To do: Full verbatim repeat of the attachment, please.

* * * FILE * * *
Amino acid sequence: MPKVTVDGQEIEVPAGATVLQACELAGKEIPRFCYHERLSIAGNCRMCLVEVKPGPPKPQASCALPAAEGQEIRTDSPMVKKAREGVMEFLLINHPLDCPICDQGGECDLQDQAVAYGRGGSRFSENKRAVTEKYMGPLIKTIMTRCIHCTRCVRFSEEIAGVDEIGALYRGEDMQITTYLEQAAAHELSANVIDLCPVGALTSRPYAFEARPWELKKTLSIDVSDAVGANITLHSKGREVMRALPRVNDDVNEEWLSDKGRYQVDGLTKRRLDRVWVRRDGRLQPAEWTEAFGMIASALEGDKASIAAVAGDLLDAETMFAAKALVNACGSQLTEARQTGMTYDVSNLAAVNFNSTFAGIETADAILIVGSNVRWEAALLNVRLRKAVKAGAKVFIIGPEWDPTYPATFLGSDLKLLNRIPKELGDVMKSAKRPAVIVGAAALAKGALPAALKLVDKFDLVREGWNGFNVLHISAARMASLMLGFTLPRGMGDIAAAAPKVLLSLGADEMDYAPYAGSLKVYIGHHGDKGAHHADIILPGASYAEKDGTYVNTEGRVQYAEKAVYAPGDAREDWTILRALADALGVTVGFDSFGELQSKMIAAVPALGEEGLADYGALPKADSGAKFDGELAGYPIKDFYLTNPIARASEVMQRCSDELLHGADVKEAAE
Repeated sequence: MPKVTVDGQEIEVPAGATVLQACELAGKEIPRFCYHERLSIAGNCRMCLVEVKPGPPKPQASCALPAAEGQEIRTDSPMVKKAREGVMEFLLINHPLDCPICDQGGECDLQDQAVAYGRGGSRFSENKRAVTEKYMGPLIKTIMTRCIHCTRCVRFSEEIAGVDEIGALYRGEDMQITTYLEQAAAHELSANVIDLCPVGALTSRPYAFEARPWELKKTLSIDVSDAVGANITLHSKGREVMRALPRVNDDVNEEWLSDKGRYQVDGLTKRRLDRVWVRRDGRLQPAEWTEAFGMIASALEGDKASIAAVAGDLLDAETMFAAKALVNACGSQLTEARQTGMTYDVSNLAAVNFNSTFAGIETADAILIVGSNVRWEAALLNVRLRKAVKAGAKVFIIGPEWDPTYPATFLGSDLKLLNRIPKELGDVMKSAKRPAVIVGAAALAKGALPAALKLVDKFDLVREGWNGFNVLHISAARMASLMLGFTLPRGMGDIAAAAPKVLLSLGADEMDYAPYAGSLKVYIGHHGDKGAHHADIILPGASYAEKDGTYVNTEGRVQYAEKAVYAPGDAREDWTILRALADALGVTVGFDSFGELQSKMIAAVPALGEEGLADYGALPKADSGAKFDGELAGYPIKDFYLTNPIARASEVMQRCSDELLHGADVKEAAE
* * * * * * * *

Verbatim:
Amino acid sequence: MPKVTVDGQEIEVPAGATVLQACELAGKEIPRFCYHERLSIAGNCRMCLVEVKPGPPKPQASCALPAAEGQEIRTDSPMVKKAREGVMEFLLINHPLDCPICDQGGECDLQDQAVAYGRGGSRFSENKRAVTEKYMGPLIKTIMTRCIHCTRCVRFSEEIAGVDEIGALYRGEDMQITTYLEQAAAHELSANVIDLCPVGALTSRPYAFEARPWELKKTLSIDVSDAVGANITLHSKGREVMRALPRVNDDVNEEWLSDKGRYQVDGLTKRRLDRVWVRRDGRLQPAEWTEAFGMIASALEGDKASIAAVAGDLLDAETMFAAKALVNACGSQLTEARQTGMTYDVSNLAAVNFNSTFAGIETADAILIVGSNVRWEAALLNVRLRKAVKAGAKVFIIGPEWDPTYPATFLGSDLKLLNRIPKELGDVMKSAKRPAVIVGAAALAKGALPAALKLVDKFDLVREGWNGFNVLHISAARMASLMLGFTLPRGMGDIAAAAPKVLLSLGADEMDYAPYAGSLKVYIGHHGDKGAHHADIILPGASYAEKDGTYVNTEGRVQYAEKAVYAPGDAREDWTILRALADALGVTVGFDSFGELQSKMIAAVPALGEEGLADYGALPKADSGAKFDGELAGYPIKDFYLTNPIARASEVMQRCSDELLHGADVKEAAE
Repeated sequence: MPKVTVDGQEIEVPAGATVLQACELAGKEIPRFCYHERLSIAGNCRMCLVEVKPGPPKPQASCALPAAEGQEIRTDSPMVKKAREGVMEFLLINHPLDCPICDQGGECDLQDQAVAYGRGGSRFSENKRAVTEKYMGPLIKTIMTRCIHCTRCVRFSEEIAGVDEIGALYRGEDMQITTYLEQAAAHELSANVIDLCPVGALTSRPYAFEARPWELKKTLSIDVSDAVGANITLHSKGREVMRALPRVNDDVNEEWLSDKGRYQVDGLTKRRLDRVWVRRDGRLQPAEWTEAFGMIASALEGDKASIAAVAGDLLDAETMFAAKALVNACGSQLTEARQTGMTYDVSNLAAVNFNSTFAGIETADAILIVGSNVRWEAALLNVRLRKAVKAGAKVFIIGPEWDPTYPATFLGSDLKLLNRIPKELGDVMKSAKRPAVIVGAAALAKGALPAALKLVDKFDLVREGWNGFNVLHISAARMASLMLGFTLPRGMGDIAAAAPKVLLSLGADEMDYAPYAGSLKVYIGHHGDKGAHHADIILPGASYAEKDGTYVNTEGRVQYAEKAVYAPGDAREDWTILRALADALGVTVGFDSFGELQSKMIAAVPALGEEGLADYGALPKADSGAKFDGELAGYPIKDFYLTNPIARASEVMQRCSDELLHGADVKEAAE